Some browsers will (with all the best intentions) force you to use HTTPS when you type your server domain into the address bar. If you don't have HTTPS configured, that'll just throw errors at you.

Make sure to manually specify "http://" in your browser address bar to avoid this issue. If that doesn't work, clear the cache, or use a less picky browser for this part of the testing. I recommend Min.

If all of that goes right, repeat the steps above, changing the names of the files and the content of the configuration files as you go. "site1" to "site2" and all of that. Once you have configuration files and symbolic links for both Site 1 and Site 2, and have restarted Nginx, it should look like this:

A screenshot of the two test websites side by side

Note

You can also create links from outside of the sites-enabled directory with the long form of the ln -s command. It would look like ln -s [source-file] [link].

In this context, that's:

ln -s /etc/nginx/sites-available/test.server.site1.conf /etc/nginx/sites-enabled/test.server.site1.conf

Disabling a website

If you need to stop one of your websites to work on it before taking it live again, just delete the symbolic link in sites-enabled:

rm /etc/nginx/sites-enabled/test.server.site1.conf

Then restart Nginx as usual. To take the site back online, you'll need to re-create the symbolic link, and restart Nginx again.

Optional: Editing Your Hosts File

This part's definitely for beginners. Everyone else can probably skip.

So this section only applies if you're trying out this guide in a local development environment. That is, if you're running your test server on your workstation, or on another machine in your local home or business network.

Since pointing external domains at your local machines is a hassle (and potentially dangerous if you don't know what you're doing), you can set up some "fake" domains that will work just fine on your local network, and nowhere else.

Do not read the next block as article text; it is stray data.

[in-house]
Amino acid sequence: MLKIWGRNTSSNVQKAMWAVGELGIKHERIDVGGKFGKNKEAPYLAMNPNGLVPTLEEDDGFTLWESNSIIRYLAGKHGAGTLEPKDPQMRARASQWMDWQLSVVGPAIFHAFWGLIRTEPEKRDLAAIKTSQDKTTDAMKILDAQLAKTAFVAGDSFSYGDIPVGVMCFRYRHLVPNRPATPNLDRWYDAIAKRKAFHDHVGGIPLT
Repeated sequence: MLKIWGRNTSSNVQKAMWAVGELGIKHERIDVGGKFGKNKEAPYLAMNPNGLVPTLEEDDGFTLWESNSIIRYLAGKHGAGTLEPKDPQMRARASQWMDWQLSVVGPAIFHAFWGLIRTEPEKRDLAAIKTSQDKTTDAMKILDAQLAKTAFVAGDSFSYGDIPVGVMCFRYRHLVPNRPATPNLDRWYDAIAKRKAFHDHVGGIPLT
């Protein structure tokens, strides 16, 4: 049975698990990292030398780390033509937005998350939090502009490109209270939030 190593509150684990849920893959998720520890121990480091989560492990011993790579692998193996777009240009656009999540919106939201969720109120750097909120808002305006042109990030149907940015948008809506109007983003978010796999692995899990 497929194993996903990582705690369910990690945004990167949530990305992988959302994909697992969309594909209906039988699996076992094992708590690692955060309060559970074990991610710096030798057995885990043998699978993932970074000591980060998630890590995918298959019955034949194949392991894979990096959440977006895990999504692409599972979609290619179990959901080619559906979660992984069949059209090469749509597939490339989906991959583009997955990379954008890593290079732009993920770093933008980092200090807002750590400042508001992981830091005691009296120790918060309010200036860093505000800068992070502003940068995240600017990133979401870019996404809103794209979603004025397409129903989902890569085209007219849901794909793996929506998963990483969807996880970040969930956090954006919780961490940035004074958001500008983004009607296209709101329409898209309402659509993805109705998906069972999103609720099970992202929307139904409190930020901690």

The easiest way to do this is with the hosts file on your computer. The hosts file is literally just a text file that can override DNS settings. As in, you can manually specify a domain name to go with any IP address you want. It'll only work on that one computer, though.

So on Mac and Linux, the hosts file is in the /etc/ directory, and can be edited via the command line super easily (you'll need root access). Assuming you're working on a Rocky Linux workstation, just run:

nano /etc/hosts

On Windows, the hosts file is located at C:\Windows\system32\drivers\etc\hosts, and you can just use whatever GUI text editor you want as long as you have Admin access.

So if you're working on a Rocky Linux computer, and are running your Nginx server on the same machine, you'd just open up the file, and define the domains/IP addresses you want. If you're running your workstation and test server on the same machine, that'd be:

127.0.0.1           site1.server.test
127.0.0.1           site2.server.test

If you're running your Nginx server on another machine on the network, just use the address of that machine, eg.:

192.168.0.45           site1.server.test
192.168.0.45           site2.server.test

Then you'll be able to point your browser to those domains and it should work as intended.

Setting Up SSL Certificates for Your Sites

Go check out our guide to getting SSL certificates with Let's Encrypt and certbot. The instructions there will work just fine.

Conclusion

Remember, most of the folder/file organization and naming conventions here are technically optional. Your website configuration files mostly just have to go anywhere inside /etc/nginx/ and nginx.conf needs to know where those files are.

The actual website files should be somewhere in /usr/share/nginx/, and the rest is gravy.

Try it out, do some ScienceTM, and don't forget to run nginx -t before you restart Nginx to make sure you didn't miss a semi-colon or anything. It'll save you a lot of time.


Letztes Update: April 28, 2022

Author: Ezequiel Bruni

Contributors: Steven Spencer